>> reporter: new orleans officials say the quick action taken by richel and others that night proves the current system works. the recent scares have some wondering, why not move the security checkpoint to the entrance of airports? but with 750 million annual passengers in this country many experts say, that's just not practical. tom? >> thank you. and from texas, encouraging news about the women shot in an apparent road rage incident. she had been discharged from the hospital. she was driving to work friday when the driver of a white suv shot her in the back of the head. the suspect is still at large. now, to what looks like the real kickoff to the 2016 presidential race. tomorrow, ted cruz, expected to announce he's a candidate. and appeals to a democratic senator to challenge hillary
clinton. david wright with the details. >> reporter: the starting gun for 2016. tomorrow, this senator from texas becomes the first politician in either party to announce for president. ted cruz is a tea party favorite. first out of the gate in what's shaping up to be a crowded republican field. senator rand paul announces two weeks from tomorrow. former governor jeb bush -- >> hey. >> reporter: you excited to be in iowa? >> i am. >> reporter: is already campaigning but not yet officially in. same for governor chris christie, former senator rick santorum, and governor rick perry. have you made up your mind yet? >> no, i haven't. i'll do that in the latter part of may, first part of june. >> reporter: the democrats, by contrast, don't have much choice. but that email controversy continues to haunt hilary clinton. the congressional committee investigating benghazi now calling for her to turn over her private server to a third party. who does that leave? not elizabeth warren. even though the boston globe joined the chorus urging her to
reconsider. not jerry brown either. for now, the only democrat who seems to be mounting a challenge is former maryland governor martin o'malley. ♪ feel like you still have a choice ♪ singing this weekend in iowa, but still not saying if he's in. david wright, abc news, new york. at the university of virginia, new questions about the takedown of a black student outside of a bar. they say he was drunk and belligerent, but the bar owner with a much different view. virginia state police are investigating tonight. here's linsey davis. >> hey! his head is bleeding! >> reporter: tonight a new account of what happened in the moments leading up to this disturbing scene, uva student martese johnson under arrest, bleeding from the head. >> i go to uva! i go to uva! >> reporter: after the 20-year-old johnson was carded and turned away from a pub, alcohol beverage control agents restrained him, claiming he was "belligerent" and "very agitated." charging him with public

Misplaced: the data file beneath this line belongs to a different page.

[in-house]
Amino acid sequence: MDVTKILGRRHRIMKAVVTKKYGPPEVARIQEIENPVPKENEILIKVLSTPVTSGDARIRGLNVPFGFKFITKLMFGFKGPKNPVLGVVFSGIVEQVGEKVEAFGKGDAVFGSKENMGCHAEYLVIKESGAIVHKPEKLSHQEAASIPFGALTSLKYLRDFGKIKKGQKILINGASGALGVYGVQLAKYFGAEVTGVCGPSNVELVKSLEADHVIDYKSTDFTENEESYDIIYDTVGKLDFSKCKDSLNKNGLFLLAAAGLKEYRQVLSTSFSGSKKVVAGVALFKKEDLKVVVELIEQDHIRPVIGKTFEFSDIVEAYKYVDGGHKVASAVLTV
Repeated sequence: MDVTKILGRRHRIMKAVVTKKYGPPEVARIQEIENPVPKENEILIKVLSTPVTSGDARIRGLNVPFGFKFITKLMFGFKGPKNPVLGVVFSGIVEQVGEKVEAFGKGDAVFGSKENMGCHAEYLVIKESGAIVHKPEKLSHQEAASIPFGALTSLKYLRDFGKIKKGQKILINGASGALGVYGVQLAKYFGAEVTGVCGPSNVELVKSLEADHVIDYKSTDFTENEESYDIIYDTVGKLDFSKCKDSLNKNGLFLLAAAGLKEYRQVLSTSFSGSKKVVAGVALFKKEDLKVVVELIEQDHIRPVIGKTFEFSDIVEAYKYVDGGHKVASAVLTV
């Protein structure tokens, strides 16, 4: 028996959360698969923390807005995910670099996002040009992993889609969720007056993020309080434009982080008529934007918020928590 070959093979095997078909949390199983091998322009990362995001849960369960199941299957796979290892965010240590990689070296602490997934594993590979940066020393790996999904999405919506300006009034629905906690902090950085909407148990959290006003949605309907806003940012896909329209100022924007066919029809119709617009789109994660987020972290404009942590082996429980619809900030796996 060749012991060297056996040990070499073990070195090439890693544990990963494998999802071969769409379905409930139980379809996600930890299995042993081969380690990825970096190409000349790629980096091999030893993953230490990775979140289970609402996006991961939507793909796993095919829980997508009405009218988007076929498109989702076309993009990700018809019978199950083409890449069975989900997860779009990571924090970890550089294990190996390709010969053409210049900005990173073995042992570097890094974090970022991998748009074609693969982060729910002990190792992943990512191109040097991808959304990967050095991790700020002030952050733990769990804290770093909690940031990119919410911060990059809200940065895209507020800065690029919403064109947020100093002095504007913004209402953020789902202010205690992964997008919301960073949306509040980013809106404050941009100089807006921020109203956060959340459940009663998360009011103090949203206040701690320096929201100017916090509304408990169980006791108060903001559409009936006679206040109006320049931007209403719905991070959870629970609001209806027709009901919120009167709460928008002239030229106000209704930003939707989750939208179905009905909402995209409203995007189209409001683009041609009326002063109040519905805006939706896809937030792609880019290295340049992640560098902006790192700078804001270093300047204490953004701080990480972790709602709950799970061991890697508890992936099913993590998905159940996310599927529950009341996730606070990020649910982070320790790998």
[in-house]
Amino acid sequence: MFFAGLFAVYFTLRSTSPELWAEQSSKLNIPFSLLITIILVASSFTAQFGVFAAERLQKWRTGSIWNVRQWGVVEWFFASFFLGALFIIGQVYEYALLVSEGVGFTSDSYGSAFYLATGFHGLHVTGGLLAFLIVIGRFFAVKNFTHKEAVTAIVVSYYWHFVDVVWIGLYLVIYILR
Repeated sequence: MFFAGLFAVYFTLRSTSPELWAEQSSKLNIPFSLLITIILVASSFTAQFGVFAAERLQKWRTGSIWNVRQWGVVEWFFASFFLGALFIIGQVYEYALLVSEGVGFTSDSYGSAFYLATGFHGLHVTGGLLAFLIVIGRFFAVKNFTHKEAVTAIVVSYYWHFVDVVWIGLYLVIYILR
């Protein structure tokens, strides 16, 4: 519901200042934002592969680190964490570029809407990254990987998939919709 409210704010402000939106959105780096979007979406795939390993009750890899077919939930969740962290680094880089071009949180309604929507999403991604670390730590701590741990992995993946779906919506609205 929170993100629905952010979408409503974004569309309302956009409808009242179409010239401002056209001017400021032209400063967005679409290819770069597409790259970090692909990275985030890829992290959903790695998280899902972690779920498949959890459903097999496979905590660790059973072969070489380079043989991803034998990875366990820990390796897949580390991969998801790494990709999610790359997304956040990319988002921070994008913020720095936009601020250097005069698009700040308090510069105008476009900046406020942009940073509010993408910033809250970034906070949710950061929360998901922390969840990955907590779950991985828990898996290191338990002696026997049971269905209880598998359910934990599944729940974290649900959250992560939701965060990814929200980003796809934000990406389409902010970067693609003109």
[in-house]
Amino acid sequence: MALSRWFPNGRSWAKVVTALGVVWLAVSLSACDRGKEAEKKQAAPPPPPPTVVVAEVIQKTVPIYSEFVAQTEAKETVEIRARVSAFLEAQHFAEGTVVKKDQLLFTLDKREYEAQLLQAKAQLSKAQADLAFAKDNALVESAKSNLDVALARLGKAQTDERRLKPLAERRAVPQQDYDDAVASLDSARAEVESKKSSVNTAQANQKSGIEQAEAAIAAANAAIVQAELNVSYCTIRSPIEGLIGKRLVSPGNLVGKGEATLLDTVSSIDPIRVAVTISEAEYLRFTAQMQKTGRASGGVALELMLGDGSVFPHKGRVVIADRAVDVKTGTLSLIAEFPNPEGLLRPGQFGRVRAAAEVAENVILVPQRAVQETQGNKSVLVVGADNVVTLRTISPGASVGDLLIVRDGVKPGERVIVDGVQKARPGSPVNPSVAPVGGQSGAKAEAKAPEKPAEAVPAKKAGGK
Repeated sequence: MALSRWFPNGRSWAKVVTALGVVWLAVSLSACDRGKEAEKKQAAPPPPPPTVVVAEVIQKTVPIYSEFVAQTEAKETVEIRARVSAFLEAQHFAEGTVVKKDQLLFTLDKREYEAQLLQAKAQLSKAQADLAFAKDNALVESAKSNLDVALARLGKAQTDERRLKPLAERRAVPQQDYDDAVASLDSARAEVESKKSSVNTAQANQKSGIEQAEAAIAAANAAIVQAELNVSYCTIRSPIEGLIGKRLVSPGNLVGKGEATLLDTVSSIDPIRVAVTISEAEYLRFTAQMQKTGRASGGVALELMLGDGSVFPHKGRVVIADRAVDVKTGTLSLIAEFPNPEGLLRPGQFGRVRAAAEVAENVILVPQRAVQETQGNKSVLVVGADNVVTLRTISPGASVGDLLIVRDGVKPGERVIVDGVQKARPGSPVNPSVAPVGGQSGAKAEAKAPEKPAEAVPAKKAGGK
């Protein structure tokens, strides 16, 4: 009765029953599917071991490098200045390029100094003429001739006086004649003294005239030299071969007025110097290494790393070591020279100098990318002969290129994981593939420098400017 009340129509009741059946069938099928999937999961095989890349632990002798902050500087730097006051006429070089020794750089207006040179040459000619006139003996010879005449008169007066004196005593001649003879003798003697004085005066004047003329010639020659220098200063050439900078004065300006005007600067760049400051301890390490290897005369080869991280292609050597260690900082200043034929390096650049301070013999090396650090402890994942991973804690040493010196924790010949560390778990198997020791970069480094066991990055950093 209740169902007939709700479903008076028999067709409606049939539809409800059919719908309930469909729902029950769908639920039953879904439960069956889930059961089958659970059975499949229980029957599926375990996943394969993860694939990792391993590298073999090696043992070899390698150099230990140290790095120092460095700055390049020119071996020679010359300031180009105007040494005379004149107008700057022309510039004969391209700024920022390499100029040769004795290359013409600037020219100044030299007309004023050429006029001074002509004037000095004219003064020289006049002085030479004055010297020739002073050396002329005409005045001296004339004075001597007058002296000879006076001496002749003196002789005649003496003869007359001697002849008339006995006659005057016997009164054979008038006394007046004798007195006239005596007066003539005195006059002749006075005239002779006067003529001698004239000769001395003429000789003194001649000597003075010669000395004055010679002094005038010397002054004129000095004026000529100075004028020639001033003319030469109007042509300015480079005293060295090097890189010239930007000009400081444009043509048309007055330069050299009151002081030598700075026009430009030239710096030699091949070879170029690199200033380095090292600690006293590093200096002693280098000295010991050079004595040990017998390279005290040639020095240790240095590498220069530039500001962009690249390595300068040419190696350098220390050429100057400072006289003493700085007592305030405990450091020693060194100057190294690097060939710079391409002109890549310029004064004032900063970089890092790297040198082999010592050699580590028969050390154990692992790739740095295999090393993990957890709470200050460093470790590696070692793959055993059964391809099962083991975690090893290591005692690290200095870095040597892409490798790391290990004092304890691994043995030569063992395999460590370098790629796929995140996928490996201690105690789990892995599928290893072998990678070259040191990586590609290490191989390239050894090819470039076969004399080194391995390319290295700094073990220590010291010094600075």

intoxication and obstruction of justice. but the co-owner of the bar, kevin badke, is now speaking out, disputing that account. >> i didn't think he was intoxicated at all. he was very cordial. i actually asked him what high school he went to. he was just disappointed he didn't get in, you know. and he was just acting like a normal college kid. >> reporter: what then happened could have been made more clear if agents were equipped with body cameras, a promise the department made almost two years ago after another alleged incident of student harassment. the use of those cameras, still under review. johnson, who needed ten stitches in his head, has spoken out through his attorney. >> the trauma from what the abc officers did yesterday will stay with me forever. >> reporter: many here believe race was likely a factor. so you don't think that if it had been a white student, underage, entering the pub, that he would have been arrested also? >> i do not believe so. for underage students to be trying to enter bars, it's something that happens literally every night. >> reporter: at a meeting between students and law enforcement friday, black students walked out in protest.